Back in 2006 when Brian wrote the Viral Copy report, Twitter didn’t even exist. Now Twitter is a force that any serious web publisher needs to reckon with in order to gain maximum exposure for content.
Twitter is changing the way information spreads online. Links that would have been blogged a couple of years ago are now more often shared via the micro-blogging service instead, which fundamentally changes strategy when trying to get content to spread.
Publishers can complain and wistfully wish for the good old days of blog links and Google juice, or they can adapt to the new reality Twitter represents. Getting your content “ReTweeted” on Twitter (i.e. getting people to repeat what you’ve said, usually along with a link) can drive significant quality traffic to your site, which in turn can boost your subscriber numbers.
So, how does ReTweeting happen, anyway? Well, here are the 5 factors you need to take into account when trying to get your content to spread virally on Twitter.
1. Call to Action
ReTweeting is an action you wish your readers to take, and, like any other action, the best way to persuade people to do it is to ask them to. And when a user ReTweets your content, they’re very likely to also repost your call to action, lending it their credibility and influence.
My research has shown that the word “please” occurs in ReTweets far more often than it occurs in other Tweets. A quick look at the text of the most ReTweeted Tweets in my ReTweet mapper shows that the explicit “please ReTweet” is the most common call to action and occurs in a large number of ReTweeted messages. In the interest of brevity it typically comes in the form of “please RT;” again, when your message is ReTweeted by a new user, they are in effect asking their followers to ReTweet it for them.
Other common calls to action that frequently occur in the most ReTweeted Tweets include variations of the following:
- Check out…
- Follow this person
- Please vote
- Help me
- Questions, e.g. “What do you think of…”
My research into ReTweeting as well as other forms of viral content sharing indicates that there is a window of time during which sharing occurs more often. The first few days of the business week, Monday through Wednesday, typically see more ReTweeting than Thursday, Friday and the weekend.
Time of day also seems to be important; between 9am and 6pm EST the amount of ReTweets sees a sharp increase. So if you want your content to be ReTweeted it is advisable to post it during that window.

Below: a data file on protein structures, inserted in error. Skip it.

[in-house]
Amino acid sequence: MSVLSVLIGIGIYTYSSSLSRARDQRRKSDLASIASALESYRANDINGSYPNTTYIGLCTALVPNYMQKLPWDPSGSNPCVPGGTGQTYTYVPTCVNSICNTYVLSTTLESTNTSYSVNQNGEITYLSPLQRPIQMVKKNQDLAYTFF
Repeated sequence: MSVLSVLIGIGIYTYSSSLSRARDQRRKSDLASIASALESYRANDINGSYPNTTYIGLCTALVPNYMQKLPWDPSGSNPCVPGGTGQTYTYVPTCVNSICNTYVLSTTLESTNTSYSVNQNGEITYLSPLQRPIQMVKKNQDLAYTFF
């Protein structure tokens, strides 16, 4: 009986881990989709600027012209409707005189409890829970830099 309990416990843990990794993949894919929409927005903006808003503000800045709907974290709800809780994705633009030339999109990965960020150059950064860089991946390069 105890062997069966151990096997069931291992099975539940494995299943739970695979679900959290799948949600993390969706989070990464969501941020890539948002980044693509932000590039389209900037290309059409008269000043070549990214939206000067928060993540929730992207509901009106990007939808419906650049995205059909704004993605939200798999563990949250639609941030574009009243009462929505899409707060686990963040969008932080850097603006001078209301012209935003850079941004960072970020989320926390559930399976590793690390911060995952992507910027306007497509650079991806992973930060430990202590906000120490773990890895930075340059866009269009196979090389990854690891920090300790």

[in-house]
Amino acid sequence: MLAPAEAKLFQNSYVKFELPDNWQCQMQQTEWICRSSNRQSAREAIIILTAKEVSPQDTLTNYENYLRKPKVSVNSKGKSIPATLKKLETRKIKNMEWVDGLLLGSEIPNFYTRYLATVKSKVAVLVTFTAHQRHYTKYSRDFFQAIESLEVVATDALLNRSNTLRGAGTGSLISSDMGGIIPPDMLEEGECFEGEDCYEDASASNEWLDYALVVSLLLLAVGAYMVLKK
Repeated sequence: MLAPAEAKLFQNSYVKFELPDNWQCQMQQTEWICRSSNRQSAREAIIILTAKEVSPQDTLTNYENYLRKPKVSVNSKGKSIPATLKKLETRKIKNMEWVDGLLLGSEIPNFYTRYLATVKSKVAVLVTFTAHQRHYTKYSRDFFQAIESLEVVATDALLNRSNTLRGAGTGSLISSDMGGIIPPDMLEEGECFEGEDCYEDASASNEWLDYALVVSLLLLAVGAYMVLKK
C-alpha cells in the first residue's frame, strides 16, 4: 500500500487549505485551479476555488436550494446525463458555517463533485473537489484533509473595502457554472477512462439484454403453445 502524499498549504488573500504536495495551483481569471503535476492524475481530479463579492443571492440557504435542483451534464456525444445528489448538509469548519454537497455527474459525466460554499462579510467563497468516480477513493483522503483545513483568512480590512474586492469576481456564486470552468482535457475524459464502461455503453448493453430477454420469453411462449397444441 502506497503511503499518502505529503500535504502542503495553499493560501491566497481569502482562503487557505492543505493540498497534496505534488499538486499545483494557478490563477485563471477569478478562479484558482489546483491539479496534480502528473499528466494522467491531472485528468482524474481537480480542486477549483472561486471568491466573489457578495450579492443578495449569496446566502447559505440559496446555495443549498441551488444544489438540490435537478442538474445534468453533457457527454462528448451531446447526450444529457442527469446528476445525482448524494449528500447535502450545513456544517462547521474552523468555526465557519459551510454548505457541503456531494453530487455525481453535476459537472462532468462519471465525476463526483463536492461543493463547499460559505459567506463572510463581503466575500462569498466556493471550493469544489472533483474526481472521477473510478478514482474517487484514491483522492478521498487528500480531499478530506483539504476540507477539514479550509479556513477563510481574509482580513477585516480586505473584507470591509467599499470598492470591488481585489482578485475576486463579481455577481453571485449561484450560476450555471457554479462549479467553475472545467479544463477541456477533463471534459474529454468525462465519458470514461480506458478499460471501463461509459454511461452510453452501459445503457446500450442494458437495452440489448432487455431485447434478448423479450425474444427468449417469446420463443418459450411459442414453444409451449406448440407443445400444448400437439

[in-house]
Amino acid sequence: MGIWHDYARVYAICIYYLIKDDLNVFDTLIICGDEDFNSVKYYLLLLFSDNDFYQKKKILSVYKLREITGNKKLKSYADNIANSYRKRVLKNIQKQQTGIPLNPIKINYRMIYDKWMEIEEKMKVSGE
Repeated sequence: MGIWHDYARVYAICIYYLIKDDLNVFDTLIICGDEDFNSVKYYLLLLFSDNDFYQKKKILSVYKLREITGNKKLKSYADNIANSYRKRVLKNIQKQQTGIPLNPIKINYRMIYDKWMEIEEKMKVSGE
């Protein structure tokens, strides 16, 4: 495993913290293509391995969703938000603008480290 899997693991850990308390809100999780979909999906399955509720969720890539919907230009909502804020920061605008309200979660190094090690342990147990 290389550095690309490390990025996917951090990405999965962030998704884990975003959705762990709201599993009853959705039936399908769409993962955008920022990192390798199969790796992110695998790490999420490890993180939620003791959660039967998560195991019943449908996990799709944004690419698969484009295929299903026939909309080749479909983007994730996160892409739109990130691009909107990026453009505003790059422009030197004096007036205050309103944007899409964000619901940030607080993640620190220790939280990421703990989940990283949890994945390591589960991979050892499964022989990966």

The data also showed that almost 70% of all ReTweets contain a link. This is good news for marketers in that it demonstrates that the mechanism of ReTweeting is an acceptable way to spread your off-Twitter content, and it tells us that a link is an important ingredient to ReTweetable Tweets.
4. Social Proof
Nearly every form of viral sharing that I’ve looked into includes some form of social proof. Humans have a natural tendency toward imitation, especially of those who they assume have more or better information than themselves. The likelihood of a tweet being ReTweeted increases dramatically each time it is ReTweeted.
So one tactic to increasing your ReTweetability could be to message or otherwise persuade other users to ReTweet your content for you, in order to stimulate further organic ReTweeting. This can be especially powerful if you can get well known users to share your content, as they’ll then be lending their authority and reach to your message as well as your calls to action.
Every “social media expert” tells you that you have to “add value” in social media, and while I’ve been guilty of this a few times myself, “value” is far too nebulous a word to be considered useful advice. In the context of ReTweets, value comes in a variety of formats, and by looking at the most ReTweeted tweets I’ve been able to deduce a few common, concrete examples:
- How Tos and Instructional Content
- News, especially breaking news
- Warnings (like the DM phishing scam)
- Freebies and Contests
What about you? Have you found any other factors and tactics that seem to get your message ReTweeted?